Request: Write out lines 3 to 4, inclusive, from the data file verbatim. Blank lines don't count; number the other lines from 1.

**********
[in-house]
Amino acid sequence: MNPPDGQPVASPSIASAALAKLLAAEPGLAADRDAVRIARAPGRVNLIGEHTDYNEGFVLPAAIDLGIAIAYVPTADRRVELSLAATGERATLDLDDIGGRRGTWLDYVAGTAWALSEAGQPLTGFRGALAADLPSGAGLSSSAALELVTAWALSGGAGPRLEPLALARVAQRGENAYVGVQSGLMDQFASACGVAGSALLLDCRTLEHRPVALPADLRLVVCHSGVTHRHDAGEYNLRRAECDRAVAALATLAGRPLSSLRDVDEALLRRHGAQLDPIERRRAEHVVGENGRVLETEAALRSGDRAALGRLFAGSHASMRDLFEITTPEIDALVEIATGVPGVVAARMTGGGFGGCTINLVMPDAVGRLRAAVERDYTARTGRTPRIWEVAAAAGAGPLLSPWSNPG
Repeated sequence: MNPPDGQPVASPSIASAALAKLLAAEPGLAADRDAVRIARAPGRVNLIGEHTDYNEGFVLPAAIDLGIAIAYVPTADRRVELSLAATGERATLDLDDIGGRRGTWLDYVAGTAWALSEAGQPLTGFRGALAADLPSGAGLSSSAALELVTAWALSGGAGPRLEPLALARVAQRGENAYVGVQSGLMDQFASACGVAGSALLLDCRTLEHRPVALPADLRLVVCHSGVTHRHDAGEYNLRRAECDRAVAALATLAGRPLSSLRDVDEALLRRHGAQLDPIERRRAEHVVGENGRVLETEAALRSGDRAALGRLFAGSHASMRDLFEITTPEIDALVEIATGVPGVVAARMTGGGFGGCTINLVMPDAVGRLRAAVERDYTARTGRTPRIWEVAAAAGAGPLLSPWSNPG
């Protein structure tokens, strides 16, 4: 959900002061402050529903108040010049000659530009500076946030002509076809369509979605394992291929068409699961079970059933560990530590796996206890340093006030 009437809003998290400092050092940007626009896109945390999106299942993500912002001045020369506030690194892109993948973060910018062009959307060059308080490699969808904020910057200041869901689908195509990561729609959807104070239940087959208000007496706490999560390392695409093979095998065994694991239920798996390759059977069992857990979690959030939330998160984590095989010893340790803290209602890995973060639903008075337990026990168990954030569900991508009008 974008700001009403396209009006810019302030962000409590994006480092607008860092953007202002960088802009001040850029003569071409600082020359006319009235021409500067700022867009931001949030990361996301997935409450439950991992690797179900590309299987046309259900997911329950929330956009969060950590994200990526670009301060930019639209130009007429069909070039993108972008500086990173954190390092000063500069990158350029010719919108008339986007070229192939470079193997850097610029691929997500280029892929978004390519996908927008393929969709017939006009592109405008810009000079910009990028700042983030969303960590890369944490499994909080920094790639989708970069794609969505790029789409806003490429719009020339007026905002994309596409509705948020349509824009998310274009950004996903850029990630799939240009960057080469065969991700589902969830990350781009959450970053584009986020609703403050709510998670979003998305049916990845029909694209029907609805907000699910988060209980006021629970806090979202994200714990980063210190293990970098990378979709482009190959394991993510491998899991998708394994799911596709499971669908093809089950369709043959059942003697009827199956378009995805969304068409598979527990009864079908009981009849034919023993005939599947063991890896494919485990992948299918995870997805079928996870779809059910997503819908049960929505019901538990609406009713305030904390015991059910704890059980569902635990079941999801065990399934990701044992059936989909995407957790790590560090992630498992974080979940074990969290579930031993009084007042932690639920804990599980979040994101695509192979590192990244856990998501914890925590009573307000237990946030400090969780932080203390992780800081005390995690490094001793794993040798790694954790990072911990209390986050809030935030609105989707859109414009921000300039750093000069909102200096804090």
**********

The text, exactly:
Repeated sequence: MNPPDGQPVASPSIASAALAKLLAAEPGLAADRDAVRIARAPGRVNLIGEHTDYNEGFVLPAAIDLGIAIAYVPTADRRVELSLAATGERATLDLDDIGGRRGTWLDYVAGTAWALSEAGQPLTGFRGALAADLPSGAGLSSSAALELVTAWALSGGAGPRLEPLALARVAQRGENAYVGVQSGLMDQFASACGVAGSALLLDCRTLEHRPVALPADLRLVVCHSGVTHRHDAGEYNLRRAECDRAVAALATLAGRPLSSLRDVDEALLRRHGAQLDPIERRRAEHVVGENGRVLETEAALRSGDRAALGRLFAGSHASMRDLFEITTPEIDALVEIATGVPGVVAARMTGGGFGGCTINLVMPDAVGRLRAAVERDYTARTGRTPRIWEVAAAAGAGPLLSPWSNPG
């Protein structure tokens, strides 16, 4: 959900002061402050529903108040010049000659530009500076946030002509076809369509979605394992291929068409699961079970059933560990530590796996206890340093006030 009437809003998290400092050092940007626009896109945390999106299942993500912002001045020369506030690194892109993948973060910018062009959307060059308080490699969808904020910057200041869901689908195509990561729609959807104070239940087959208000007496706490999560390392695409093979095998065994694991239920798996390759059977069992857990979690959030939330998160984590095989010893340790803290209602890995973060639903008075337990026990168990954030569900991508009008 974008700001009403396209009006810019302030962000409590994006480092607008860092953007202002960088802009001040850029003569071409600082020359006319009235021409500067700022867009931001949030990361996301997935409450439950991992690797179900590309299987046309259900997911329950929330956009969060950590994200990526670009301060930019639209130009007429069909070039993108972008500086990173954190390092000063500069990158350029010719919108008339986007070229192939470079193997850097610029691929997500280029892929978004390519996908927008393929969709017939006009592109405008810009000079910009990028700042983030969303960590890369944490499994909080920094790639989708970069794609969505790029789409806003490429719009020339007026905002994309596409509705948020349509824009998310274009950004996903850029990630799939240009960057080469065969991700589902969830990350781009959450970053584009986020609703403050709510998670979003998305049916990845029909694209029907609805907000699910988060209980006021629970806090979202994200714990980063210190293990970098990378979709482009190959394991993510491998899991998708394994799911596709499971669908093809089950369709043959059942003697009827199956378009995805969304068409598979527990009864079908009981009849034919023993005939599947063991890896494919485990992948299918995870997805079928996870779809059910997503819908049960929505019901538990609406009713305030904390015991059910704890059980569902635990079941999801065990399934990701044992059936989909995407957790790590560090992630498992974080979940074990969290579930031993009084007042932690639920804990599980979040994101695509192979590192990244856990998501914890925590009573307000237990946030400090969780932080203390992780800081005390995690490094001793794993040798790694954790990072911990209390986050809030935030609105989707859109414009921000300039750093000069909102200096804090």